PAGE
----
7.28      It should be noted that ASIC requires the EDR schemes' complaints and disputes handling and other procedures to accord with the principles of natural justice.[42] COSL noted:

To ensure parties to a complaint are accorded procedural fairness, we provide written reasons for any decision we make about the merits of a complaint and provide the parties with a reasonable opportunity to respond to our decision.

To ensure the soundness and integrity of our decision-making process, all written decisions are reviewed internally by senior case managers before being issued. If a consumer seeks a (further) review of the decision, COSL's Head of Dispute Resolution will undertake a further review.

Almost all our case management staff are legally qualified, given that regard for relevant law is a key benchmark in our decision-making processes.[43]

7.29      FOS informed the committee that it deals with complaints on an individual basis working with the parties through cooperation. FOS publishes its findings to provide general information to assist the public understand its findings and general values but does not name the institution or the applicant.[44] Mr Tregillis explained:

If you started to name individual entities in determinations, I think we would become a much more court-like, complicated, contested process.[45]

7.30      He noted that 'the essence of EDR was to be quick, easy and accessible, and to resolve most disputes by agreement'. According to Mr Tregillis, although the EDR schemes work well, there are always areas for improvement. He considered that the 'history of FOS, COSL and the other schemes is that we have always had to relook and innovate'.[46]

7.31      The Consumer Action Law Centre noted that the schemes could be encouraged to 'provide more effective guidance to complainants from both sides about how disputes are resolved'.[47] Another submitter noted people who go to FOS should understand clearly that, although it has ombudsman in its title, it is a dispute resolution body and cannot put the complainant's case together for them.[48]  

Accountability and performance

7.32      FOS and COSL must also adhere to core principles that underpin accountability. They are required to report any systemic, persistent or deliberate conduct to ASIC. According to ASIC, serious misconduct may include 'fraudulent conduct, grossly negligent or inefficient conduct, and wilful or flagrant breaches of relevant laws'.[49] ASIC's understanding of 'systemic' relates to matters that 'have implications beyond the immediate actions and rights of the parties to the complaint or dispute'.[50] ASIC recognised that some systemic issues could involve the conduct of multiple scheme members and may 'include general trends that might not implicate individual scheme members, but might reflect, for example, the need for a change in our regulatory guidance'.[51] COSL explained:

As a condition of ASIC's ongoing approval of COSL as an approved EDR scheme, we are required to report to ASIC, on a quarterly basis, any systemic issues or serious misconduct in relation to FSPs that we may identify while dealing with a complaint.[52]

7.33      Consistent with this view, COSL noted that a systemic issue may arise out of a single complaint that has implications which extend beyond the parties to the particular complaint, or from multiple complaints which are similar in nature. COSL publishes information about systemic issues and serious misconduct it has identified in its Annual Report on Operations, which is available to stakeholders and the general public.[53]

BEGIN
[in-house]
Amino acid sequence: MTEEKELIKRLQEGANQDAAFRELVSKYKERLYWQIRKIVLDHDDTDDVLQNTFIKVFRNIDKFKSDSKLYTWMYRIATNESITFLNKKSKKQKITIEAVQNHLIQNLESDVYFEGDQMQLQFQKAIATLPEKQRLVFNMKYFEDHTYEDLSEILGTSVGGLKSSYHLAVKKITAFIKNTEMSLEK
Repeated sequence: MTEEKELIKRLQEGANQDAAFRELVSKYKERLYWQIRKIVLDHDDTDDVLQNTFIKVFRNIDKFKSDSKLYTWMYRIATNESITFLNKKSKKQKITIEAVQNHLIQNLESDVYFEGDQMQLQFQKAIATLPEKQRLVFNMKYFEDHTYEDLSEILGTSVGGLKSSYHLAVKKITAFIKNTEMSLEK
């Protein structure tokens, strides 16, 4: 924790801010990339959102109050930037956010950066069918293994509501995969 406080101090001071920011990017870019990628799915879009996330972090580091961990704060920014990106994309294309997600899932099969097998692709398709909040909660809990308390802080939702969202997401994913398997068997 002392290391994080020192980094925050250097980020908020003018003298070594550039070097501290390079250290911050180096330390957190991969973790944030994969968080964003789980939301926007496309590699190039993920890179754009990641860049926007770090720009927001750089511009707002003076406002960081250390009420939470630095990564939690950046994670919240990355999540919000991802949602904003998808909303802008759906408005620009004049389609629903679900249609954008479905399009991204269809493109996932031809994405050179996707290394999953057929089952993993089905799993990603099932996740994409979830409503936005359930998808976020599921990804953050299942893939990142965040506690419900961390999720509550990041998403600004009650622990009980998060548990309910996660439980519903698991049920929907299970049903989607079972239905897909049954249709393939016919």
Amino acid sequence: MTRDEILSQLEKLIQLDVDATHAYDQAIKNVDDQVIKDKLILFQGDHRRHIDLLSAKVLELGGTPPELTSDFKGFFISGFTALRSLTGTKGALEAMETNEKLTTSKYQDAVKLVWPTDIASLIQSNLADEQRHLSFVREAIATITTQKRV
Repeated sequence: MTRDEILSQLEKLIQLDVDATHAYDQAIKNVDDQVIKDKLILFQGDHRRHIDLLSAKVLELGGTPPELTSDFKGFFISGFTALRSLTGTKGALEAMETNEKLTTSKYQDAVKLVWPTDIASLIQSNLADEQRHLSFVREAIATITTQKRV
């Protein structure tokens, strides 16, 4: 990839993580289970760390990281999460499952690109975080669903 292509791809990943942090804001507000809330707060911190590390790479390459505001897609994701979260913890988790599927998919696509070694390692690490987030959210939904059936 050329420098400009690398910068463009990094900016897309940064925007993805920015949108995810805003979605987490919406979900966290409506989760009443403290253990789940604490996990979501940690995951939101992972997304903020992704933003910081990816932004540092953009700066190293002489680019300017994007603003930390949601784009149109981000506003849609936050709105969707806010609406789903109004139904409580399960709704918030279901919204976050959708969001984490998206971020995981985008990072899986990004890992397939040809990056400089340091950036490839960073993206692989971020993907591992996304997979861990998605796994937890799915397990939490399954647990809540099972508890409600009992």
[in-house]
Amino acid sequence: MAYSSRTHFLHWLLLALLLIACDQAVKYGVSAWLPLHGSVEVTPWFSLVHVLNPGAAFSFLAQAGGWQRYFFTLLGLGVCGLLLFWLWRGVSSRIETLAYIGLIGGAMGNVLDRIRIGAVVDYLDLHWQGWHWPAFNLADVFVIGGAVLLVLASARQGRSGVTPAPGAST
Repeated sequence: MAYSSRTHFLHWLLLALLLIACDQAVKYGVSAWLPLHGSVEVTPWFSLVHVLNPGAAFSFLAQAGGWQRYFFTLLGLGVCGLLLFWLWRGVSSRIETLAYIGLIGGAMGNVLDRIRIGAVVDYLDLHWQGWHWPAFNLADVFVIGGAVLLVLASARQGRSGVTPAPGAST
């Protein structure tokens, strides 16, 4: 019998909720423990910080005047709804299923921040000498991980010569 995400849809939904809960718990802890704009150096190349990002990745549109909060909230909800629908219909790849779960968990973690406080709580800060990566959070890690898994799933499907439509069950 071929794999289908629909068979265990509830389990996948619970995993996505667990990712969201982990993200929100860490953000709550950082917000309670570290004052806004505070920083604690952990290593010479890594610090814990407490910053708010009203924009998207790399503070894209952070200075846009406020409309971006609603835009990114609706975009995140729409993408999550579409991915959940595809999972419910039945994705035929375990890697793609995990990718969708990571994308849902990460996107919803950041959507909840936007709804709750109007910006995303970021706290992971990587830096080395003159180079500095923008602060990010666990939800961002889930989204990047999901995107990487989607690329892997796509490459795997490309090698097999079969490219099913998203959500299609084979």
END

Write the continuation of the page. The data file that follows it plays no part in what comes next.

Reporting performance

7.34      In addition to reporting on systemic matters and serious misconduct, FOS and COSL are required to collect data and report to ASIC about complaints and disputes. Their annual reports should also provide such information. COSL explained:

We meet regularly with ASIC (on a quarterly basis at a minimum) to discuss, among other things, emerging issues or trends arising from the complaints we are dealing with. In this way, ASIC is able to effectively monitor and oversee our operations and ensure that we continue to meet the conditions of its ongoing approval of COSL as an approved EDR scheme.[54]

7.35      Both schemes are also required to undergo regular independent reviews.[55] FOS recently underwent such a review.

Identifying and reporting systemic issues

7.36      Mr Field noted FOS's evolving approach to dealing with what appears to be emerging systemic issues. He stated that although there were some protocols in place when he first started at the Ombudsman's office in 2002, FOS's approach to systemic issues was very different today compared to then. He stated:

In fact, I think at that stage looking at systemic issues was very much in its embryonic stages. Staff at the office were probably unsure about how to raise and deal with a systemic issue. Over 2002 to 2010, that process developed, and the confidence in using the systemic issues process developed to where it is today. We now have quite a large team dealing with systemic issues. It was certainly a learning phase for everybody in dealing with that, including for our financial services members.[56]

7.37      COSL has similarly improved its reporting on systemic issues. Although formed in 2003, it was not until 2006 that COSL had a single ombudsman model. Mr Venga was of the view that COSL's reports on systemic issues are much better now than before.[57]

Committee view

7.38      The damage caused by poor lending practices during the 2000s underscores the importance of identifying and arresting such practices before they take hold. The EDR schemes are important early detectors and, while the committee is encouraged by the EDRs' promising assessment of their own reporting of serious and/or systemic issues to ASIC, they should be constantly looking for ways to strengthen this reporting regime.

Recommendation 4

7.39      The committee recommends that ASIC devote a section of its annual report to the work of the financial services and consumer credit external dispute resolution (EDR) schemes, accompanied by ASIC's assessment of the systemic and significant issues the EDR schemes have raised in their reports to ASIC. Further, the committee recommends that ASIC include in this commentary information on any action taken in response to the matters raised in these reports.